2nd IPSL Workshop @ EOC
The IPSL blog is back to reporting on Sign Language, this time with embedded videos as well! The videos are without sound, if anyone know of compressing software that can create smaller files with sound, please let me know.
The second IPSL Workshop at the EOC was held on 30th October 2009 at the DU-NTPC ICT Centre. It is clear from the large number of participation that it is becoming an important event in the calendar for the deaf in the capital. In this workshop, there were two presentation and very lively discussion from the deaf participants. There were a total of 35 participants, out of which 24 were deaf, including students from China, Nepal, Burundi and Uganda.
First, it was Prof Rama Kant Agnihotri, Co-ordinator of the EOC and Professor of Linguistics at the Department of Linguistics who gave a highly germane talk on the issue of “Standardization” as it is understood for spoken languages. He further compared it and drew parallel with the situation in Sign Language Standardization.
Here is a video clip:
It was pointed out that there are four stages in the Process of standardization in natural languages (including of course, Signed languages) as follows:
As a part of the process of Selection, one variety is chosen to represent the language. Agnihotri pointed out that this is also point where the “Politics of standardization” enters into the picture. It is the powerful who are in a position to select a particular variety. This is obviously not the ideal situation because as linguists and human beings, we would like to believe that all languages or all varieties are equal.
The second stage of codification involves the process of writing up dictionaries and grammars of the variety chosen as the standard. It is important to understand that codification implies bringing into existence real objects like dictionaries and grammars although – and this is the important part – all languages and varieties have ‘dictionaries’ and ‘grammars’ since lexicon (or a list of words) and syntax (knowledge of making sentences in a language) are part of knowing a language, thus, knowing a language means knowing the dictionary and grammar of that language. It was further emphasized that language comes first and dictionaries and grammars later. At this point, Kakooza Muhammes from Uganda pointed out that in Africa (Kenya) there were attempts to first write the grammar and they propagate the language but that experiment, apparently, failed. It was pointed out by Agnihotri that there are certain languages which are not natural languages, foremost being computer languages, that are planned languages. Also, among the spoken languages, Esperanto is one language that is a planned languages but of course there are now 2nd, 3rd generation natural speakers of Esperanto.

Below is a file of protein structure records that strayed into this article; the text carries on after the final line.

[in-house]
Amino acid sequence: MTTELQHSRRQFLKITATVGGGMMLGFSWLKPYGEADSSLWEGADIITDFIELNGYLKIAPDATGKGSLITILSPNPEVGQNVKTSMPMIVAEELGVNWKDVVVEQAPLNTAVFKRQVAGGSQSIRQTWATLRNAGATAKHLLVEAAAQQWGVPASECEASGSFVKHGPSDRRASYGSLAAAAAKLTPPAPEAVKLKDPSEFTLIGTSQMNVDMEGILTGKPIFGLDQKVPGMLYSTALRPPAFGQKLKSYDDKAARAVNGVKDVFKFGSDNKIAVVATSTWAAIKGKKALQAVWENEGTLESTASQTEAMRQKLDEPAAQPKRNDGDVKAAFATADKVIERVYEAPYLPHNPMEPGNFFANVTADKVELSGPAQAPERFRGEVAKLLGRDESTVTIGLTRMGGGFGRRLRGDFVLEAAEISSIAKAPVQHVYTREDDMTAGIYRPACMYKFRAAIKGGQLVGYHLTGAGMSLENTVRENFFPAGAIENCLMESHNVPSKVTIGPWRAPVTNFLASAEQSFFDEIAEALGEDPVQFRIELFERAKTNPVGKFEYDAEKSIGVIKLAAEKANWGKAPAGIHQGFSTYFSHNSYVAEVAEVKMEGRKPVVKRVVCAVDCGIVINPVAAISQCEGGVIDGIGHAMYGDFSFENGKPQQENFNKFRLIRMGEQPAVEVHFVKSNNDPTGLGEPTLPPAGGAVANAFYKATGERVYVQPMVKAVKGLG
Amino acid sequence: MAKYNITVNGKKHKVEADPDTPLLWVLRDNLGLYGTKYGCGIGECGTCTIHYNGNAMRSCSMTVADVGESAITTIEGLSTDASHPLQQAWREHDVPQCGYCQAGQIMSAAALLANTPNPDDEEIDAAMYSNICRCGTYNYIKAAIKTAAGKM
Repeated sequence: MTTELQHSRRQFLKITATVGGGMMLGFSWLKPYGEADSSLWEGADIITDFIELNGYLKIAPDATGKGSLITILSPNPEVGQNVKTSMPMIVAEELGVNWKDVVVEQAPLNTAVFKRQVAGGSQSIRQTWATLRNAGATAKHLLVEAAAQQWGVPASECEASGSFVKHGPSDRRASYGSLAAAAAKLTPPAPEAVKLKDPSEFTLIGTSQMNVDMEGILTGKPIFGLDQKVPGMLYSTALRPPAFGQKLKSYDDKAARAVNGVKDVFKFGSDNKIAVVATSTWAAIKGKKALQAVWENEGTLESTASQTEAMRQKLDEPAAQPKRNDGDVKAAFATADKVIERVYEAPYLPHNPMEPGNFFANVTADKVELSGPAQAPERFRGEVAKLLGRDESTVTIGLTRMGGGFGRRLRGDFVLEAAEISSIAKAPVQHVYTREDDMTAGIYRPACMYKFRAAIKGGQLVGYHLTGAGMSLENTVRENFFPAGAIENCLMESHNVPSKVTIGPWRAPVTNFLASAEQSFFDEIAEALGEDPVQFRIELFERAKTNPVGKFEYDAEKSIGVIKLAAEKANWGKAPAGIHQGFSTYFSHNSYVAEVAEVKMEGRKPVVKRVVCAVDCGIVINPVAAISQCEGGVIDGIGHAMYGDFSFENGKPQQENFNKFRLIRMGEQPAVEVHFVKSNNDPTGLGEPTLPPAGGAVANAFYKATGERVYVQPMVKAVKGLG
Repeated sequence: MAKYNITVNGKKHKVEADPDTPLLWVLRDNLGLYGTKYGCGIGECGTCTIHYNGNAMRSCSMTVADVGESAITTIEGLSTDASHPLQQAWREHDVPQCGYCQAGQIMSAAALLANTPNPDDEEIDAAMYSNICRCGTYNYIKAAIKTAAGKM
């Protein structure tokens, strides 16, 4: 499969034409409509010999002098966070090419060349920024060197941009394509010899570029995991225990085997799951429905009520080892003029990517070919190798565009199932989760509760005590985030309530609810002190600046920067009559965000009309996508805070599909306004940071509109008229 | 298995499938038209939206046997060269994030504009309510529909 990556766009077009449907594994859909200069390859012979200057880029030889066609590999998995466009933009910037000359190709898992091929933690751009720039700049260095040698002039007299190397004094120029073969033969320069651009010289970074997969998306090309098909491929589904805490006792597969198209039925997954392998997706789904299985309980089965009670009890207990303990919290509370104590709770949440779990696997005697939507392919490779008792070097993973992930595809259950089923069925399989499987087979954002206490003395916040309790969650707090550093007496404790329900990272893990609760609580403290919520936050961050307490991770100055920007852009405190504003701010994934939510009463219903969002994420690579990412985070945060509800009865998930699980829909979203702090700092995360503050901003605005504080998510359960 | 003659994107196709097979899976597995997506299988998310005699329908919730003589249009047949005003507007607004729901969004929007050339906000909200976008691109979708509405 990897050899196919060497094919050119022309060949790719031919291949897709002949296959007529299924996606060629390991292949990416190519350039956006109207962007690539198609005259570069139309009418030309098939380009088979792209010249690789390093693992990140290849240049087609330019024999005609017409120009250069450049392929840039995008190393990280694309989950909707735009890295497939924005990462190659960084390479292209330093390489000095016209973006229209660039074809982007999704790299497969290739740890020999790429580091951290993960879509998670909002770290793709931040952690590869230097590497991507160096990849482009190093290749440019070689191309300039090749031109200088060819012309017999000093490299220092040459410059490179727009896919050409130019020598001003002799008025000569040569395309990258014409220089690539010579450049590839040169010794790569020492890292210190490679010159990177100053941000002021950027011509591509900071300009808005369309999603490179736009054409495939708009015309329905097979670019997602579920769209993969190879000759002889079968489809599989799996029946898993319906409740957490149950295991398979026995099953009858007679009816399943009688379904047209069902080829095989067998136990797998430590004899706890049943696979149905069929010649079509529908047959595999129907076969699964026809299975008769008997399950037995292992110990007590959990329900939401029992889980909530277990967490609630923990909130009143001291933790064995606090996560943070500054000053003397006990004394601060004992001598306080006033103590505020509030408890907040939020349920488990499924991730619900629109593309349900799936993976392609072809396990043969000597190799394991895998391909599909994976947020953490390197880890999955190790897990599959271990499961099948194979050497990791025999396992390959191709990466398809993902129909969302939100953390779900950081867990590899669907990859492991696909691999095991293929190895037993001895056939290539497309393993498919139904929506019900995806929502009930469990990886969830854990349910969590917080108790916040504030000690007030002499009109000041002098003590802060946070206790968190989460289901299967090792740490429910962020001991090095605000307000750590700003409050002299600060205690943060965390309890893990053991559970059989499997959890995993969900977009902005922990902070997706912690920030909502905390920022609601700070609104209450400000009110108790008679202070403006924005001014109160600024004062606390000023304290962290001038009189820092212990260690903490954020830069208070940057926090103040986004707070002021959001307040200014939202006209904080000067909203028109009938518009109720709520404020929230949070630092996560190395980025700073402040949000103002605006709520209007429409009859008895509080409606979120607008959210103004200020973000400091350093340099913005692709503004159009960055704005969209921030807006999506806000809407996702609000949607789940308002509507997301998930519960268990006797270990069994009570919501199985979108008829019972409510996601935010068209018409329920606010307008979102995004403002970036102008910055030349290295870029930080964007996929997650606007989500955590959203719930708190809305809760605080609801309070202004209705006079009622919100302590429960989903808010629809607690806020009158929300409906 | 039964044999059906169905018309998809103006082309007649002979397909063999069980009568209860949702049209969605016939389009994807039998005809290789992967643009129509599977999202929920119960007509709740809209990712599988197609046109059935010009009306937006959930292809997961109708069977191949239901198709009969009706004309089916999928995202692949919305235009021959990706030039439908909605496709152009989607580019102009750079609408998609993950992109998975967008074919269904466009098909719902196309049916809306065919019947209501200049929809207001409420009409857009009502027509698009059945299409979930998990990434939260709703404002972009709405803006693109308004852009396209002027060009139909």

The third stage of the process of “Elaboration” involves producing various texts and corpuses in the chosen variety. This is also a stage where discrimination on the basis of the variety one speaks (or signs) may be associated, where the chosen variety (and therefore its users) attains a certain amount of power. Questions raised at this stage by Vishi from Kerala and Upendra from Nepal about this situation being less than ideal.
The fourth stage of “Dissemination” involves spreading the chosen variety among the masses through education and other means. It was very poignantly pointed by Prof. Agnihotri that actually there is in fact sometimes a conscious effort to in fact to not disseminate it to the masses by changing the variety in such a way that the masses will never be able to catch up with the so-called standard variety. At this point, I clarified it for myself that this is something that is more likely to happen within a chosen variety, that is, class-based differences start creeping (and designed) once the variety has been chosen as a standard.
The impression given is that it “unifies” but actually it separates people. In addition, it also produces “attitudes”, where one starts ‘loving’ the standard (and by now ‘high’) variety and ‘hating’ the non-standard (by now ‘low’) variety.
At this point there were many objections and questions from Bablu Kumar (from Delhi), Robindranath Sarkar (from Kolkata), Upendra Khanal (from Nepal), Guan Xuesong (from China) and Njejimana Charles (from Burundi) about their varieties and their place in their lives.
Rabindranath Sarkar at the 2nd IPSL Workshop at EOC, DU
Njejimana Charles at the 2nd IPSL Workshop at EOC, DU
Prof Agnihotri concluded by saying that language is a continuum and there is a model which helps make standardization inclusive and not exclusive and this is the model of multilingualism which has been successfully employed in many countries.
However, many questions remained and the audience was invited for another round of discussion on this topic during the 3rd workshop on 27th November, 2009. Here is a handout of the talk that was distributed during the talk.
The second presentation was by Hidam Gaurshyam on “Adpositions as Classifiers in IPSL”. Hidam started by reporting that many native signers of IPSL when asked about separate signs for Adpositions (prepositions or postpositions like in, on, under, across, etc.) usually deny their existence. However, in ASL (American Sign Language) is claimed to have separate sings for Adpositons. Hidam claimed that in fact, IPSL also has Adpositions but that it’s incorporated into the verb in the same way that a Classifier (like HAND-SHAPE) incorporates features of the noun it classifies.
Hidam presenting at the 2nd IPSL Workshop at EOC, DU
Here is a preliminary version of the talk.
Geetnajali again did a marvelous job of interpreting both the talks in IPSL and interpreting questions back to English: